Why was it necessary? It's very simple: in the face of a shortage of genuine heroes who would fight for the real independence of the Baltic countries or the socialist camp, such characters were hastily molded from collaborators. And then for them they also arranged “marches of winners” - processions of old men and old women to bravura tunes in front of the young. And the deed was done.
Within the framework, of course, of the so-called decommunization - the removal from real life of any mention of the communist past of these new states. They demolished all the monuments to Vladimir Lenin and his associates of all time. They renamed all cities, villages, streets, squares and squares with parks bearing at least something Leninist or communist in their names.
Then followed the de-Sovietization - the destruction of all the same, only related to the Soviet regime. At the next - third - stage, they started talking about decolonization. That is, about getting rid of any reminder that these countries or their territories once belonged to Russia.
And, of course, the fourth stage, de-Russification, became quite logical and natural. That is, getting rid of everything that would somehow resemble or connect with Russia.
From the fury and frenzy with which all this de-Russification is carried out, one gets the impression that for the sake of it all these previous stages were started and carried out. Russia is the main enemy, you need to fight it and distance yourself from it as far as possible. In everything! Everything is subordinated to this goal today: both the culture of abolition and the abolition of culture. Note Russophobes attack and encroach on everything that has to do with Russia.
The main result of such a policy should be the formation of absolutely anti-Russian national states along the entire perimeter of the borders of Russia, to which they should all be as hostile as possible. And ideally, like Ukraine, in general, to become a springboard and a testing ground for military influence on Russia, or at least provocations against it.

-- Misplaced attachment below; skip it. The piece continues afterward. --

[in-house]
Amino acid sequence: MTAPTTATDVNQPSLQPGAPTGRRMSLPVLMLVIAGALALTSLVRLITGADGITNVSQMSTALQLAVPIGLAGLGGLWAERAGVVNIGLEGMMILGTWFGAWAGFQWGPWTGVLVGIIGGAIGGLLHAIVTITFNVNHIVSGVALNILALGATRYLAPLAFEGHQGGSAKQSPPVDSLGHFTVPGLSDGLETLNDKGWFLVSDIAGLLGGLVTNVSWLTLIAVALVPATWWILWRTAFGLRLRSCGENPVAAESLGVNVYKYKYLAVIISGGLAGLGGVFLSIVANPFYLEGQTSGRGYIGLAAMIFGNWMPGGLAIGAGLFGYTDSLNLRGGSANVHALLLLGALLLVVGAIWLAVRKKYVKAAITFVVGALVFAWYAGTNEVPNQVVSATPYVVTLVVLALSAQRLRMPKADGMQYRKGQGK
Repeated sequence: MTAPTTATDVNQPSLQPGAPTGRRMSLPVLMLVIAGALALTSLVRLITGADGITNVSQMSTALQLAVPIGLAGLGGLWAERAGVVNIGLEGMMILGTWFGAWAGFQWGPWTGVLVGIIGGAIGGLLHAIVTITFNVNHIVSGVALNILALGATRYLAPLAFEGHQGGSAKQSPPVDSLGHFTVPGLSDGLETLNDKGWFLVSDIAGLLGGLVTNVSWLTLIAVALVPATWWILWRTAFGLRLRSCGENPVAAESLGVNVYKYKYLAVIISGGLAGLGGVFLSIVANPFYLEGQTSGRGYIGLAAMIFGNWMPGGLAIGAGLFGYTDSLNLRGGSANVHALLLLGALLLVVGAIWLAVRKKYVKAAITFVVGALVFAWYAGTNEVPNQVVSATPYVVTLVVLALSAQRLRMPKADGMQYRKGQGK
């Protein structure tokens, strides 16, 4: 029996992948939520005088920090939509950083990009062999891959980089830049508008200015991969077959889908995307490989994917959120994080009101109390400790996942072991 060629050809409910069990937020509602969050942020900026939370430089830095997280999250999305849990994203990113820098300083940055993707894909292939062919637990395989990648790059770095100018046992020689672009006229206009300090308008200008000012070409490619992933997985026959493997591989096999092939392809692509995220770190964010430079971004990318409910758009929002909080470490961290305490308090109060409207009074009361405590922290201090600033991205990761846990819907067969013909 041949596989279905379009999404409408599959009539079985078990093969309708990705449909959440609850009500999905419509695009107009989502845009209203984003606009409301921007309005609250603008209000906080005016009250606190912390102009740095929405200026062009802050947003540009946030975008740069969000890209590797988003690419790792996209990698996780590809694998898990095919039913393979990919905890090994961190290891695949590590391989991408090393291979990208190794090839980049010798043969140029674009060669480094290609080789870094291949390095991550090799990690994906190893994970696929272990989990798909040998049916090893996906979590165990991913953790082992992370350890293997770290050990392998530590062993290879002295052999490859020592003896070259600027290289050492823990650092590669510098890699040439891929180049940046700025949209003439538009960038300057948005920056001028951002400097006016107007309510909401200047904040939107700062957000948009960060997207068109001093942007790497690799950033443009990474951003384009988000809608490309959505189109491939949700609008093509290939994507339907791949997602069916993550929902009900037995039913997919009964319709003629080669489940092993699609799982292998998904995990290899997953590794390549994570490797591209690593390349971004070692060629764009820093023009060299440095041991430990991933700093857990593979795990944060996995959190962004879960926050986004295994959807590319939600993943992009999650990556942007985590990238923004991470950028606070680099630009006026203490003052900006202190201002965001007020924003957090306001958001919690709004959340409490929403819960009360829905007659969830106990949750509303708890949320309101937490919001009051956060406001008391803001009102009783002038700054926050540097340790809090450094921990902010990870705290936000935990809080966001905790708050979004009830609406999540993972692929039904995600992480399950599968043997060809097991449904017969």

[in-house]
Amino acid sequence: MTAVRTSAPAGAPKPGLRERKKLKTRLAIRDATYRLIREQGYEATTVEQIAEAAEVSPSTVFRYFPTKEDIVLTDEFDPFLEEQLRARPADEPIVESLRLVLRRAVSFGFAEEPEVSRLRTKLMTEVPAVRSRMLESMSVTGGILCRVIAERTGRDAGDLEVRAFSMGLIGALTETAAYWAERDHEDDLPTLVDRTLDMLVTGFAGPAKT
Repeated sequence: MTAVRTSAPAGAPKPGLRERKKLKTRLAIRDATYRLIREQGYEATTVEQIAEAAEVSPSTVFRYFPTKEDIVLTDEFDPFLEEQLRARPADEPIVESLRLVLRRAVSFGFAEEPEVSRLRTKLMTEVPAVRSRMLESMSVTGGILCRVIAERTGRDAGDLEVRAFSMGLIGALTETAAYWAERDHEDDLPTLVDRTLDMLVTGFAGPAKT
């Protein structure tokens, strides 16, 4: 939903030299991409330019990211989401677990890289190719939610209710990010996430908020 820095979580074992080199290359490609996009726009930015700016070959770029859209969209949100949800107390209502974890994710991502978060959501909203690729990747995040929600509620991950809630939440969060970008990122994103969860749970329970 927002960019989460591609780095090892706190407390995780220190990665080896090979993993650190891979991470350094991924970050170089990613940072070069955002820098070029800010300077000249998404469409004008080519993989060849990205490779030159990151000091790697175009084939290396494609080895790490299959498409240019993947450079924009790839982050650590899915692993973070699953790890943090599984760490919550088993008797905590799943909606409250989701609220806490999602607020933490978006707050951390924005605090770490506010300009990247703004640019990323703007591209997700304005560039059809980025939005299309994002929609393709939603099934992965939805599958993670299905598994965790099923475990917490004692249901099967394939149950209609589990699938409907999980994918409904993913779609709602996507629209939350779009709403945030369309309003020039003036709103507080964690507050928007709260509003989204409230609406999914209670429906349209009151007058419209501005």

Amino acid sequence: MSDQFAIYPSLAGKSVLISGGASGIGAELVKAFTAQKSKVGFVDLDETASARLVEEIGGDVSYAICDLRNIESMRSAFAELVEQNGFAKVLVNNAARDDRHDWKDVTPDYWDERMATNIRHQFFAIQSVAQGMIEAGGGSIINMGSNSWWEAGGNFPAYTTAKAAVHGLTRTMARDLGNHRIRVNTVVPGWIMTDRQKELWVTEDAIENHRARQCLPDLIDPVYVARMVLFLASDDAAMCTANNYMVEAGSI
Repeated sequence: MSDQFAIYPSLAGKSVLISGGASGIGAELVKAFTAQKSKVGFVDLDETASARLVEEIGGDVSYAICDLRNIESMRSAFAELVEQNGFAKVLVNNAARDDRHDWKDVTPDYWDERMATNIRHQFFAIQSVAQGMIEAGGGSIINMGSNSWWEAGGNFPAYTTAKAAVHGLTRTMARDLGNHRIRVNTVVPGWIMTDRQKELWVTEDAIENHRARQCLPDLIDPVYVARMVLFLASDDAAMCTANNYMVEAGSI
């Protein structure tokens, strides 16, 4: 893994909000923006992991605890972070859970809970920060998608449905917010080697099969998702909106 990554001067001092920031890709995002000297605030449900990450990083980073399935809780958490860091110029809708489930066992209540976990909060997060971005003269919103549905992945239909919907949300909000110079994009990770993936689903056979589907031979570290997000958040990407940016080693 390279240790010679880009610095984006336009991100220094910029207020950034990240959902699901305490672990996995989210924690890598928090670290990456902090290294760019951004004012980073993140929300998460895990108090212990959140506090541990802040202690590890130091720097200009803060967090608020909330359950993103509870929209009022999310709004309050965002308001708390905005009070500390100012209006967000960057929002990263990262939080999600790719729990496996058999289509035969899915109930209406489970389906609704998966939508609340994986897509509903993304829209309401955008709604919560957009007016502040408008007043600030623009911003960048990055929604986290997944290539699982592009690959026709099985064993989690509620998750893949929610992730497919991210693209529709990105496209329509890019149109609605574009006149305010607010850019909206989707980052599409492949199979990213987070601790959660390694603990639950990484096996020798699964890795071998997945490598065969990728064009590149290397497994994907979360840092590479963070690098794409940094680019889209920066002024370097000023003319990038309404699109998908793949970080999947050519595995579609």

The stages of formation of such states are also known: a) first, history is rewritten to suit new trends; b) then the monuments of material culture and history are demolished; c) then the creation, as it were, of a national state without any foreign admixture - Ukraine for Ukrainians, Lithuania for Lithuanians.
And Ukraine, as you know, is already on the path of complete de-Russification: recently in Kyiv, toponymic objects that had the slightest relation to Russia were renamed. And in the city of Borispol near Kyiv, they took a step towards real political necrophilia - they decided to demolish the Alley of Heroes of the Soviet Union. There is exactly the same in the capital, and the main thing, it seems, is that at least somewhere you need to start.
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| Vladimir Skachko|